Recommended Viewing Situation:
In your favourite superhero costume, pencils and paper ready to design your own superhero.
Running Time: 96 minutes.
Format: 35mm, D-Cinema.
Director: James Gunn.
Writer: James Gunn.
Cinematographer: Steve Gainer.
Awards: AQCC award at the Fantasia Film Festival.
After his wife falls off the wagon and into the arms of a drug dealer, Frank (Rainn Wilson), an everyday man, takes it upon himself to become the Crimson Bolt, a superhero alter-ego whose mission is to tell crime where to stick it. No superhero is really complete without their sidekick; queue Libby (Ellen Page), a 22-year-old who works in a comic book store and is super excited by the idea of a real superhero. She pushes Frank into thinking he needs Boltie, a fowl mouthed sidekick with a cackling laugh and a misunderstanding of disguises. With passion in their hearts and weapons in their hands, the two embark on their dangerous mission to get Frank’s wife back.
With his unforgettable catch phrase ‘Shut up, crime!’, the Crimson Bolt is the anti-hero I thought Deadpool was going to be. The good intentions of the everyday man fall flat, or rather, are graphically crushed, in an attempt to do the right thing. Right up until the end, Super never fails to shock in its explicit approach to justice and defeating evil. Watching this with someone who hasn’t seen it before, it seems the phrase ‘oh, it gets a lot worse’ comes out way too easily. The characters are hilarious but we are never laughing with them, always at them. The dialogue feels so believable, especially when the Crimson Bolt is dealing with ‘crime’; it is comical but still manages to uphold levels of empathy. The casting is flawless, whoever managed to get Kevin Bacon in as the drug dealer is a genius and Liv Tyler as Frank’s drugged-up wife, well, I mean she plays it well; she looks a mess (in the nicest way possible). Page is brilliant as Boltie; she is feisty and naïve and does a kick-ass job at showing how the everyday woman can also be a superhero (albeit a sidekick in this instance). There is nothing, however, quite so awkward as a strong queer actress, such as Page, acting out a heterosexual sex scene – I guess it’s okay, I can’t flaw Ellen Page in any sense, it’s beyond my nature, but I squint and screw my face up so much more in comparison to any of the violent scenes in this film when she utters the word ‘gushy’. Watch it… you’ll get it.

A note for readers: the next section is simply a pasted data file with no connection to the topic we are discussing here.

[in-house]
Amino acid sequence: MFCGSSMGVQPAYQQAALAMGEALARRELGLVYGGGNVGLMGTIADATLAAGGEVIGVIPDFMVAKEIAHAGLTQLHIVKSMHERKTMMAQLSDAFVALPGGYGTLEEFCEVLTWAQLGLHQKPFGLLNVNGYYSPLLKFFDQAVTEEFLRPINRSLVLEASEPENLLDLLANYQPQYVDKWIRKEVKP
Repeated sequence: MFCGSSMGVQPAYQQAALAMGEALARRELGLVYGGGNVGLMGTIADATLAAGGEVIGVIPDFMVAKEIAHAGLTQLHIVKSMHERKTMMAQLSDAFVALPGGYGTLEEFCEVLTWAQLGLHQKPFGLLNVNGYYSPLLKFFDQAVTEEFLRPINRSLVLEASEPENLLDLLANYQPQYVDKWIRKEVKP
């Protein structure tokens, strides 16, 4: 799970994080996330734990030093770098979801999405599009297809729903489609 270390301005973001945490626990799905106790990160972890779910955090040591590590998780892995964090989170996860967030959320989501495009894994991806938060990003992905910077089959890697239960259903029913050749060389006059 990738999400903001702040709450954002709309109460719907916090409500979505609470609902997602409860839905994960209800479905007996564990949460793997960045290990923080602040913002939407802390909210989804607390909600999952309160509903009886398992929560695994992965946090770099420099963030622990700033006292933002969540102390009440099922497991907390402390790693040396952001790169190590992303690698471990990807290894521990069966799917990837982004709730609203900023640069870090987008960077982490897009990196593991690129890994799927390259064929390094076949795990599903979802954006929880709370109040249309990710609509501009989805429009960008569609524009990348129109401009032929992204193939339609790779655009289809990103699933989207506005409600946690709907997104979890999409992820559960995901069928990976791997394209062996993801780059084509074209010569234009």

The occasional animation and comic book-style imagery really works great within the film. I enjoy watching films like Super: it’s a film which is full of adult content, but one of the main themes throughout is more often than not associated with children: comics and superheroes (a somewhat pleasurable contrast in themes and imagery). This film is a brilliant watch for when you think everything in your life is real mundane, you can take a look at someone else’s mundane life and the ridiculous misunderstood choices they make to try and make their life better.